Succeeding at Your Next Speaking Engagement
Women in leadership roles face many challenges and many firsts. Depending on the industry and organization, there are different requirements, opportunities, and challenges for senior leaders, but there is one expectation that is universal—making presentations.
Senior leaders can be expected to speak in a variety of settings and to various audiences from community members and employees to boards of directors and investors. Understanding some basic, but important, public speaking tips can help make your time at the podium a success.
Even the most seasoned speakers say that they are never completely relaxed and ready before making an important presentation. Many say that a certain amount of nervousness gets the adrenaline going and even helps to make a better presentation. How can you build your skills and confidence to ensure that every speaking engagement is a success? The following public speaking tips can help.
- Every speech provides an opportunity to improve your abilities.
- Observe how others perform at the podium and incorporate the best of them into your next engagement.
- Be cognizant of your inner dialogue and how you present yourself.
Learn from Others
One exceptional source of input as you think about your presentation are speakers who have impressed you. These may be individuals you have heard in the past or those whose presentations you can readily access online or through a variety of podcasts. Reviewing these podcasts or recordings and considering how these speakers are able to connect with their audiences can provide some valuable insights.
Knowing what you want is key, but equally important is knowing how not to present yourself. Seek out local events, such as business networking events and educational seminars, that you can attend to experience a wide variety of speakers. Make notes during the speeches and presentations regarding what you like and do not like so you can incorporate or avoid those behaviors.
Understanding Your Audience
Another critical step in your preparation process should be gaining a thorough understanding of the audience you will be presenting to and the goals of the presentation. For instance, if you are speaking to a group of potential investors, the goal of the presentation would be to get investors interested in supporting your organization. Doing some background research on potential attendees could give you some insights into what’s important to them, other companies they have invested in, as well any potential concerns or barriers that may exist that you could address in your presentation.
Or, perhaps you will be speaking to a group of employees about how your company is performing. Your goal would be to ensure their continued commitment and engagement with the organization. Employees might be interested in learning more about how company performance may affect their job security or future opportunities with the company, changes that may be coming that could impact their jobs or work environment, whether raises or bonuses may be part of their futures, and so on.
The more you understand what matters to your audience, the better equipped you will be to make a presentation that resonates with them and keeps them engaged.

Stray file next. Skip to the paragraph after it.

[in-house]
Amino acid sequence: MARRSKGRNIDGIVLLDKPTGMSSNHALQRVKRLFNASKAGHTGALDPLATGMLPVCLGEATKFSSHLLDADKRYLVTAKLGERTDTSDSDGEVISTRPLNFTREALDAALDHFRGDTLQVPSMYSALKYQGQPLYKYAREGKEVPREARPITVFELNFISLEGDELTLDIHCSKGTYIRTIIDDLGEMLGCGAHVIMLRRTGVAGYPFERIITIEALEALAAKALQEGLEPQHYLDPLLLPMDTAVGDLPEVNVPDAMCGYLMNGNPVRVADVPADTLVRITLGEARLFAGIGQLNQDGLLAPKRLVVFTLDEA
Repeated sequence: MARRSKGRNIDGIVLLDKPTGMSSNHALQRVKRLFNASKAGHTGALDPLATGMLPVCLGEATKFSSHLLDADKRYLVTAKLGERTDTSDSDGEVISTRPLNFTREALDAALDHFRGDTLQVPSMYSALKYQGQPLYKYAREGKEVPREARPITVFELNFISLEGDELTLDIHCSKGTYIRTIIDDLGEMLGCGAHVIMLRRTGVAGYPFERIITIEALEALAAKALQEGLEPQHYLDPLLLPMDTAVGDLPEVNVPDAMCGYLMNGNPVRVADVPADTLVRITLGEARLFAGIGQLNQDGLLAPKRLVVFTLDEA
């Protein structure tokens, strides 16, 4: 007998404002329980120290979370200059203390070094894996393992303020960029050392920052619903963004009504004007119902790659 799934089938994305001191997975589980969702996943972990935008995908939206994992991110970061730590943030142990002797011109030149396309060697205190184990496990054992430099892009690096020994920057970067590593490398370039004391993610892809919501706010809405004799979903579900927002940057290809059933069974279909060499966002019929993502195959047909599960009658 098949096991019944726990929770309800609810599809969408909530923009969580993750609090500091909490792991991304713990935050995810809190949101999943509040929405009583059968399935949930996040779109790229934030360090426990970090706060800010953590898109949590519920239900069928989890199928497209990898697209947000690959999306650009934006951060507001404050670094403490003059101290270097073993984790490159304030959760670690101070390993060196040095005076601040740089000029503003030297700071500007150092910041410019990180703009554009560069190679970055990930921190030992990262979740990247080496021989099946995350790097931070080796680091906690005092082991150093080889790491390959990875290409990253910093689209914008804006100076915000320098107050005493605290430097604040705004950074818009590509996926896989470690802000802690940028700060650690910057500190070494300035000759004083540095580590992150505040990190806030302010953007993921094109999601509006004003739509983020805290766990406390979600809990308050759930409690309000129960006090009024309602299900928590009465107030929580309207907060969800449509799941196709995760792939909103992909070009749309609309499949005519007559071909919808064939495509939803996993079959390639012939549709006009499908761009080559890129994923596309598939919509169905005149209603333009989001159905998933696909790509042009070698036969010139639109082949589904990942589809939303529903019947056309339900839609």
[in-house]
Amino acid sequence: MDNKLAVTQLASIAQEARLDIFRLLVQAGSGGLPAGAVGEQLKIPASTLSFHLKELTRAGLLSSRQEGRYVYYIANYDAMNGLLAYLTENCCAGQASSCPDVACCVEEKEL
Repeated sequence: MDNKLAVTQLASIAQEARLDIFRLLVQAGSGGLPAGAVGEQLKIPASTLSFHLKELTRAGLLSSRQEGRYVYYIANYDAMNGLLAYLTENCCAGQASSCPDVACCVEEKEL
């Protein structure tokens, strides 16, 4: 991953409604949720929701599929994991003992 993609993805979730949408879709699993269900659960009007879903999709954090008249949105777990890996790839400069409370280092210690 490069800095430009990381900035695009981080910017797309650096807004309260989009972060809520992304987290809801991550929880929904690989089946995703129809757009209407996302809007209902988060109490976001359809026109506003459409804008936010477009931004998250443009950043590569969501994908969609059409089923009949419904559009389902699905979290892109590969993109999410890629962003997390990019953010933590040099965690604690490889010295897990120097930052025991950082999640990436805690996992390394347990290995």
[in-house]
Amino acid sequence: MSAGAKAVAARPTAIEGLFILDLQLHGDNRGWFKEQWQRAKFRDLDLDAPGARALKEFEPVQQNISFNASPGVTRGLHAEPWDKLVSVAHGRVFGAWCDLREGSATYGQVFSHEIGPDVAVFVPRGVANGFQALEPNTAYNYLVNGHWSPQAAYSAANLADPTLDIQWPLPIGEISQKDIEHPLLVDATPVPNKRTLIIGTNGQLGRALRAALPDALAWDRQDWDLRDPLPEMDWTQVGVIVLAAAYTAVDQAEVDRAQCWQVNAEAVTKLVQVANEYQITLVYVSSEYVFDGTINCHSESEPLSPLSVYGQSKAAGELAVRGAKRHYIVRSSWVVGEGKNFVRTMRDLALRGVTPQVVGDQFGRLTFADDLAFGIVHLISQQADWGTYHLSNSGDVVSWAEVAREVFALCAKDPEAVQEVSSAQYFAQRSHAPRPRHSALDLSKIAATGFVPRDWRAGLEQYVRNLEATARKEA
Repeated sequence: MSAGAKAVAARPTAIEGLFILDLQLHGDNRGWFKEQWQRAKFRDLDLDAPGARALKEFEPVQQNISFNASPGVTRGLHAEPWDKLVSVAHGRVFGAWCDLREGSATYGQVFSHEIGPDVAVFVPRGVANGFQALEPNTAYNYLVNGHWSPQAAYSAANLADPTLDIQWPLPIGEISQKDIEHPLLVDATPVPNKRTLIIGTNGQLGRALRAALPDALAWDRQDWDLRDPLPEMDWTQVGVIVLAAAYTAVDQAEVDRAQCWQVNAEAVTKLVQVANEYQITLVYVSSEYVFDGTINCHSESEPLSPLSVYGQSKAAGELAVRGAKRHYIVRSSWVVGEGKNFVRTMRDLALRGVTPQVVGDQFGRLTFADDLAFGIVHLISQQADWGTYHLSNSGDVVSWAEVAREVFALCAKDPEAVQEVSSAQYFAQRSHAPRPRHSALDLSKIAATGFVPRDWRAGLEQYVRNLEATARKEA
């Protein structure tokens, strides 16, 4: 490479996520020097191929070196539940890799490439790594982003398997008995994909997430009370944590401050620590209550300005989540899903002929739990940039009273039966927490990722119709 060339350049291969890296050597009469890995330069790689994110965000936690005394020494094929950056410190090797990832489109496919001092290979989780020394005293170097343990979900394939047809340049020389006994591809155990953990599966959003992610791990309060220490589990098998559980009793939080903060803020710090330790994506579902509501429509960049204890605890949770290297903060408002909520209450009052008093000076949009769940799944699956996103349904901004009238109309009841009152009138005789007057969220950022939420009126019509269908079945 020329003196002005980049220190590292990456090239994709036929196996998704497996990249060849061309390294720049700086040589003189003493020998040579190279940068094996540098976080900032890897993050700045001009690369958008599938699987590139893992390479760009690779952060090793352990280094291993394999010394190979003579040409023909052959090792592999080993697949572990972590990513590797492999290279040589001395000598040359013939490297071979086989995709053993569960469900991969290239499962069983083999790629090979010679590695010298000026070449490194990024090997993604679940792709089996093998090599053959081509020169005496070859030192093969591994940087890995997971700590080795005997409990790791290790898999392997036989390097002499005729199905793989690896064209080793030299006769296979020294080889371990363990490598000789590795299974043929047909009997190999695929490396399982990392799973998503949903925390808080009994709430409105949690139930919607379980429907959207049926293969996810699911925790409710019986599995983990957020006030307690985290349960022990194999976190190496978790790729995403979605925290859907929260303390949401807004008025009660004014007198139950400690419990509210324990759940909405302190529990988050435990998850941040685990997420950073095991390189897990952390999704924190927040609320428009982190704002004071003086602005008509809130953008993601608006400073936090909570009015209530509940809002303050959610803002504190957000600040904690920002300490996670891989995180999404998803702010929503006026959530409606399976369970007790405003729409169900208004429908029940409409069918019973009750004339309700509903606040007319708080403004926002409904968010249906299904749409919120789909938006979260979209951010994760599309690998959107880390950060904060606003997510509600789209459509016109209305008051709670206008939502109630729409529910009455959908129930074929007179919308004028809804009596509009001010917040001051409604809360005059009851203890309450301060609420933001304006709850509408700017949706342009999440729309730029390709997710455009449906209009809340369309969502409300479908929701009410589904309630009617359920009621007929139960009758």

Balancing Logos, Ethos, and Pathos
The philosopher Aristotle coined the terms ethos, pathos, and logos centuries ago, but they are still relevant today and can help speakers ensure a good balance between key elements of a presentation built to move or persuade an audience.
- Ethos involves convincing an audience of your credibility.
- Pathos is an appeal to emotion which can often be best achieved through compelling stories.
- Logos is an appeal to logic which can often be achieved through facts and data.
While senior leaders are often focused on facts and data, they should also be able to appeal to emotion. Stories or examples can be a good way to achieve this, whether personal stories or stories of others who are relevant to your topic. For example, a story about how former investors or employees had personally benefited from their relationships with your organization can be compelling. Personal stories can be even more impactful and also serve to strengthen the ethos element of your presentations by providing a sense of your personality or character.
Developing a Commanding Presence
Delivering a powerful presentation is about more than what you say—your impact is also affected by how you deliver your presentation. Professional speakers offer the following tips:1
- Be mindful. Maintain awareness of your body language, your inner dialogue, and your emotions while you are at the podium or interacting with others.
- Be clear about your purpose and include how you want your audience to relate to what you’re presenting and how they can envision incorporating the knowledge into their day-to-day lives to help them reach their goals.
- Be focused on your emotional tone. The energy you carry onto the stage and while interacting with others can make or break your message. Be cognizant of how you present yourself.
Finally, be open to opportunities to learn from each and every speaking experience. You will not get it perfect every time and, in fact, most expert speakers continue to learn and grow throughout their careers. Every new opportunity will glean new insights and best practices—both from what you do well and areas of opportunity for improvement.
Steps to Consider
- Record a meeting in which you are presenting. When listening or watching it afterward, make a note of any words or phrases that you use repeatedly and work to use alternatives or avoid them altogether.
- Ask peers for honest feedback in regard to your body language and your personal energy.
- Take advantage of opportunities to practice speaking by joining Toastmasters® or other groups that allow people to hone their skills.